The tendency towards abstraction in the interpretation of myth, which is represented in different ways by Freud, Jung, and Frazer, reaches its zenith in the Structuralist movement. In his article on the structural study of myth, Claude Levi-Strauss explains in detail how structuralist analysis works, citing as illustrations first the Oedipus myth, then a variety of similar Native American myths.

Like students of comparative religion, the Structuralists take their main inspiration from linguistic research; but the source of their inspiration and the goal of their inquiry differ from those of the comparatists. Comparative linguistics accounts for differences among the world's languages by positing their descent from a common ancestor. Originally it was felt that this linguistic ancestor might be a more transparent medium of communication than the various, mutually incomprehensible languages descended from it. That is to say, it was hoped that the relationship between the sounds of the original language and the things to which these sounds referred might be intuitively obvious. With the reconstruction of Proto- Indo-European this proved not to be the case. As a result, the Swiss linguist Ferdinand de Saussure developed a new theory of language positing that meaning resides not in the actual sounds that are common to all languages, but in the relationships between those sounds, relationships that take on different meanings in each language. For example, the sounds represented by the letters p-a-i-n are similar in English and French, but have very different meanings ("pain" and "bread", respectively). And the English homonyms "pain" and "pane" also possess different meanings, which are attached to the sound of the words only by convention, not by any intrinsic relationship. When this idea is applied to the study of myth, the hypothesis becomes one in which meaning is not found in any specific motif, such as the incest motif in the Oedipus myth, but rather in the relationship between the various motifs that make up the myth--as, for example, in the relationship between the motif of killing the father and solving the riddle of the Sphinx.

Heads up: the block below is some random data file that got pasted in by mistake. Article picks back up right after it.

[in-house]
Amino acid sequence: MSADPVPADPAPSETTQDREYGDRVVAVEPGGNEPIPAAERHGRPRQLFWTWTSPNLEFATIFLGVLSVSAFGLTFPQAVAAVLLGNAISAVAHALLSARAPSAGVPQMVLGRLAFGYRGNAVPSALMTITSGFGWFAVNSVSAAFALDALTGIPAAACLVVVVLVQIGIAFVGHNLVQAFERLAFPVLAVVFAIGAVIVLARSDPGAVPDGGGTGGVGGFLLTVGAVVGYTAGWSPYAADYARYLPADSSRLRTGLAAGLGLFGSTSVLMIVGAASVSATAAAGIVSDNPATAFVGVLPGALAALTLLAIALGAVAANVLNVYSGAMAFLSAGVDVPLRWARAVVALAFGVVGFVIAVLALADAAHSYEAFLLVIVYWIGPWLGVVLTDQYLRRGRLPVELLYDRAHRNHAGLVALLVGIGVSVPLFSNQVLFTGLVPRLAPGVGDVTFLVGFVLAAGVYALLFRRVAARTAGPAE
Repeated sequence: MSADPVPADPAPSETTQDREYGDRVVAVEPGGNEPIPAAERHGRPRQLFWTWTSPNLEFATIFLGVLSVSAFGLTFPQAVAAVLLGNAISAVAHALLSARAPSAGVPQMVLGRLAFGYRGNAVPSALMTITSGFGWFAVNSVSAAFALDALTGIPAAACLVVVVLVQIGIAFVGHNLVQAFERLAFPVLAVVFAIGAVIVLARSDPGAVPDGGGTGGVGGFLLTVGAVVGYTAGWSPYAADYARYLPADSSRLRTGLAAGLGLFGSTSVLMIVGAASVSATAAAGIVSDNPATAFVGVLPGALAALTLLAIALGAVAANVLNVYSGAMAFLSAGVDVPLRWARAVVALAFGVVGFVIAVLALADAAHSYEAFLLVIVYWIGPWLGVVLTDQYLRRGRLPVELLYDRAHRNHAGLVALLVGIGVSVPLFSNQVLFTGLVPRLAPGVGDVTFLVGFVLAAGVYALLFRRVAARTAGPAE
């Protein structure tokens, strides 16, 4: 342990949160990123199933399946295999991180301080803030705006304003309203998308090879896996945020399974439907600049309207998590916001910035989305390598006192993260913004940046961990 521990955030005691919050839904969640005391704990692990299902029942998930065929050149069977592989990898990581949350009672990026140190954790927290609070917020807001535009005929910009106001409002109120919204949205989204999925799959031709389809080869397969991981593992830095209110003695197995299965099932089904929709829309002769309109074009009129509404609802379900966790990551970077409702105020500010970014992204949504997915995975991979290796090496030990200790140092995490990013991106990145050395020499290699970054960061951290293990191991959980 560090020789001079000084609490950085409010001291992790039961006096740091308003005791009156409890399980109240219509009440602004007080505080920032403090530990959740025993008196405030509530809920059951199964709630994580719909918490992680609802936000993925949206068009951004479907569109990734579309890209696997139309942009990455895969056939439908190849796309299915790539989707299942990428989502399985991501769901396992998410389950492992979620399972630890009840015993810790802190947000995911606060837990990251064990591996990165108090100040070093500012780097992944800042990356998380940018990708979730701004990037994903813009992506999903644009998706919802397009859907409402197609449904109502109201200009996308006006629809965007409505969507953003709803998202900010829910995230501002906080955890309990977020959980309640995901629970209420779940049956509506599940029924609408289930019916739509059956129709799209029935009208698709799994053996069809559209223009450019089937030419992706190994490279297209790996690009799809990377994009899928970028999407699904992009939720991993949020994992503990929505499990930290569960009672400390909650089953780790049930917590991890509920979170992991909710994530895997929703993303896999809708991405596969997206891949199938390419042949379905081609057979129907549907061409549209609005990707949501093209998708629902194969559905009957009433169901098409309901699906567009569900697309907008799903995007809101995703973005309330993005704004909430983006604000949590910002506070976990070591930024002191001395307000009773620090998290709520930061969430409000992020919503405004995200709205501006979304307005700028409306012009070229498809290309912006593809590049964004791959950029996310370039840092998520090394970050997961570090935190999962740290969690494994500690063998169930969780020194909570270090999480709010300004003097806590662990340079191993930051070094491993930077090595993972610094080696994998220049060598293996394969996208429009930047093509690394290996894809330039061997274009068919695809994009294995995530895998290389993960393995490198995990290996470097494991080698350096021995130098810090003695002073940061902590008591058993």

The question therefore becomes one of how to analyze properly the structural relationship that is thought to exist among the various motifs contained within a single myth. Levi-Strauss makes several key points, some of them explicit, others implicit:

Levi-Strauss on the Oedipus Myth

As the chart in his essay shows, Levi-Strauss works by breaking a myth down into individual motifs, and then sorting the motifs to facilitate comparing them to one another in order to find patterns of relationship (and therefore significance). He begins with a series of events in the Oedipus myth (p. 214; phrases in square brackets are my additions):
  1. Cadmus seeks his sister Europa, ravished by Zeus
  2. Cadmus kills the dragon (and sows its teeth into the ground)
  3. [Armed men known as] the Spartoi [spring up out of the gound and] kill one another
  4. Labdacus (Laius' father) = lame (?)
  5. Laius (Oedipus' father) = left-sided (?)
  6. Oedipus = swollen-foot (?)
  7. Oedipus kills his father, Laius
  8. Oedipus kills the Sphinx
  9. Oedipus marries his mother, Jocasta
  10. Eteocles kills his brother, Polynices
  11. Antigone buries her brother, Polynices, despite prohibition